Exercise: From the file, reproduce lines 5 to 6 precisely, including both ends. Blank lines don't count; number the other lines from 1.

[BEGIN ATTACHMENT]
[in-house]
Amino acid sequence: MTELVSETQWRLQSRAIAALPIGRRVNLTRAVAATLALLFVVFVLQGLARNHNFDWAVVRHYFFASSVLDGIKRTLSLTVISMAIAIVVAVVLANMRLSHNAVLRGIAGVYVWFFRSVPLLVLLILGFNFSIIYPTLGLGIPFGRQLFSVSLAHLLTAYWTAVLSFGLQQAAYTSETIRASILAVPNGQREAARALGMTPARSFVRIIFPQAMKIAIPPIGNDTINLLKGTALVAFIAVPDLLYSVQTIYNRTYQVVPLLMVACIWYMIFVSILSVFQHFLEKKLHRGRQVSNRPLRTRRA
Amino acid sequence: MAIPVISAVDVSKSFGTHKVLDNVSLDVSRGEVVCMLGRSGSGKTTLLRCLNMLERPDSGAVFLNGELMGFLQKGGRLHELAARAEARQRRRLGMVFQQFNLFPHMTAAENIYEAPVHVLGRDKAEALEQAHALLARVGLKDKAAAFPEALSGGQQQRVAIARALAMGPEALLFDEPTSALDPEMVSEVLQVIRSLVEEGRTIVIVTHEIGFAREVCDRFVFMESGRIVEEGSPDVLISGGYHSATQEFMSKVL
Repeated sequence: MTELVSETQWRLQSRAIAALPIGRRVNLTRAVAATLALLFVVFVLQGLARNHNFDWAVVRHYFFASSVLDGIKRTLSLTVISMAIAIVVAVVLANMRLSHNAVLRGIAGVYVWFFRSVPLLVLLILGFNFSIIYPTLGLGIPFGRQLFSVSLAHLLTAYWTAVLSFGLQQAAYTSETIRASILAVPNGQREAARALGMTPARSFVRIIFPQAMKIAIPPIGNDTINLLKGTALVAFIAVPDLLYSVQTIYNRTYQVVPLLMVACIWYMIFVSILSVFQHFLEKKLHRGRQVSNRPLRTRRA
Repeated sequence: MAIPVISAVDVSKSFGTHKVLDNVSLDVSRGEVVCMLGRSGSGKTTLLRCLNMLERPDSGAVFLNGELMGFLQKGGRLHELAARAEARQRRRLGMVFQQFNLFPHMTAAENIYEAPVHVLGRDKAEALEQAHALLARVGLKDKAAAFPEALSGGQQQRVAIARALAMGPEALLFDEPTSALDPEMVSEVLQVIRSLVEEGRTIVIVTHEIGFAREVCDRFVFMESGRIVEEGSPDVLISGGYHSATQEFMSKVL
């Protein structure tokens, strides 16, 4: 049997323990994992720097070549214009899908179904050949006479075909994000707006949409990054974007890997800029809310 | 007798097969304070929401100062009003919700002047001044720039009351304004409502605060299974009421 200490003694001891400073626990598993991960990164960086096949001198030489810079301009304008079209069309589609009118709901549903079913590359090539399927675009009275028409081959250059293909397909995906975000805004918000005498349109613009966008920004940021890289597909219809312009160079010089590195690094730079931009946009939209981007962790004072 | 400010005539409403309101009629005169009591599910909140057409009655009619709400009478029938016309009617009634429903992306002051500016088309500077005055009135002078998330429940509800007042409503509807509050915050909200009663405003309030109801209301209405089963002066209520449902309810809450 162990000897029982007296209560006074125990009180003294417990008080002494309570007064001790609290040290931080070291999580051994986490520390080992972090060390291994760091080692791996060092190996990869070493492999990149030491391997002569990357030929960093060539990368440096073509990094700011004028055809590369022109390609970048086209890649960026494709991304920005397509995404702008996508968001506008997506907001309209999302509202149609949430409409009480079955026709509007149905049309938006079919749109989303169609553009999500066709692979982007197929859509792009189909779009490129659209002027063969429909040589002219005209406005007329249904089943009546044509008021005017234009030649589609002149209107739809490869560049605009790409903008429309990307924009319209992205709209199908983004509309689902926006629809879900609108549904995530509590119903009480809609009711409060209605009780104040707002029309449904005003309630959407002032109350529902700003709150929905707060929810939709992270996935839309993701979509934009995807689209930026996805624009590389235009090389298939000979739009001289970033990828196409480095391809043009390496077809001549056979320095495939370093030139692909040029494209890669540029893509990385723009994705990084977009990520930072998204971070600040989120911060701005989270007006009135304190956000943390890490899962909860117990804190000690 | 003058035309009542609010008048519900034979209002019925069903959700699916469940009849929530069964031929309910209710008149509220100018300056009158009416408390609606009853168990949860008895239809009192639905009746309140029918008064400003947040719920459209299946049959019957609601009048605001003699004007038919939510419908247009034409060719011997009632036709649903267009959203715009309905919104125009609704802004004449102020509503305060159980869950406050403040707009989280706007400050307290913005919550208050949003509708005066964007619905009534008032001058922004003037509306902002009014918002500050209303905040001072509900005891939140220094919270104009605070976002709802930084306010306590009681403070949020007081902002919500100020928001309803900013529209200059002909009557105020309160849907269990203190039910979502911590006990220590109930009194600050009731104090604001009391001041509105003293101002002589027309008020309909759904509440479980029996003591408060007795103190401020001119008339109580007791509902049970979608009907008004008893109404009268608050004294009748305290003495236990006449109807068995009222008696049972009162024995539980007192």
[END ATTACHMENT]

Repeated sequence: MAIPVISAVDVSKSFGTHKVLDNVSLDVSRGEVVCMLGRSGSGKTTLLRCLNMLERPDSGAVFLNGELMGFLQKGGRLHELAARAEARQRRRLGMVFQQFNLFPHMTAAENIYEAPVHVLGRDKAEALEQAHALLARVGLKDKAAAFPEALSGGQQQRVAIARALAMGPEALLFDEPTSALDPEMVSEVLQVIRSLVEEGRTIVIVTHEIGFAREVCDRFVFMESGRIVEEGSPDVLISGGYHSATQEFMSKVL
């Protein structure tokens, strides 16, 4: 049997323990994992720097070549214009899908179904050949006479075909994000707006949409990054974007890997800029809310 | 007798097969304070929401100062009003919700002047001044720039009351304004409502605060299974009421 200490003694001891400073626990598993991960990164960086096949001198030489810079301009304008079209069309589609009118709901549903079913590359090539399927675009009275028409081959250059293909397909995906975000805004918000005498349109613009966008920004940021890289597909219809312009160079010089590195690094730079931009946009939209981007962790004072 | 400010005539409403309101009629005169009591599910909140057409009655009619709400009478029938016309009617009634429903992306002051500016088309500077005055009135002078998330429940509800007042409503509807509050915050909200009663405003309030109801209301209405089963002066209520449902309810809450 162990000897029982007296209560006074125990009180003294417990008080002494309570007064001790609290040290931080070291999580051994986490520390080992972090060390291994760091080692791996060092190996990869070493492999990149030491391997002569990357030929960093060539990368440096073509990094700011004028055809590369022109390609970048086209890649960026494709991304920005397509995404702008996508968001506008997506907001309209999302509202149609949430409409009480079955026709509007149905049309938006079919749109989303169609553009999500066709692979982007197929859509792009189909779009490129659209002027063969429909040589002219005209406005007329249904089943009546044509008021005017234009030649589609002149209107739809490869560049605009790409903008429309990307924009319209992205709209199908983004509309689902926006629809879900609108549904995530509590119903009480809609009711409060209605009780104040707002029309449904005003309630959407002032109350529902700003709150929905707060929810939709992270996935839309993701979509934009995807689209930026996805624009590389235009090389298939000979739009001289970033990828196409480095391809043009390496077809001549056979320095495939370093030139692909040029494209890669540029893509990385723009994705990084977009990520930072998204971070600040989120911060701005989270007006009135304190956000943390890490899962909860117990804190000690 | 003058035309009542609010008048519900034979209002019925069903959700699916469940009849929530069964031929309910209710008149509220100018300056009158009416408390609606009853168990949860008895239809009192639905009746309140029918008064400003947040719920459209299946049959019957609601009048605001003699004007038919939510419908247009034409060719011997009632036709649903267009959203715009309905919104125009609704802004004449102020509503305060159980869950406050403040707009989280706007400050307290913005919550208050949003509708005066964007619905009534008032001058922004003037509306902002009014918002500050209303905040001072509900005891939140220094919270104009605070976002709802930084306010306590009681403070949020007081902002919500100020928001309803900013529209200059002909009557105020309160849907269990203190039910979502911590006990220590109930009194600050009731104090604001009391001041509105003293101002002589027309008020309909759904509440479980029996003591408060007795103190401020001119008339109580007791509902049970979608009907008004008893109404009268608050004294009748305290003495236990006449109807068995009222008696049972009162024995539980007192």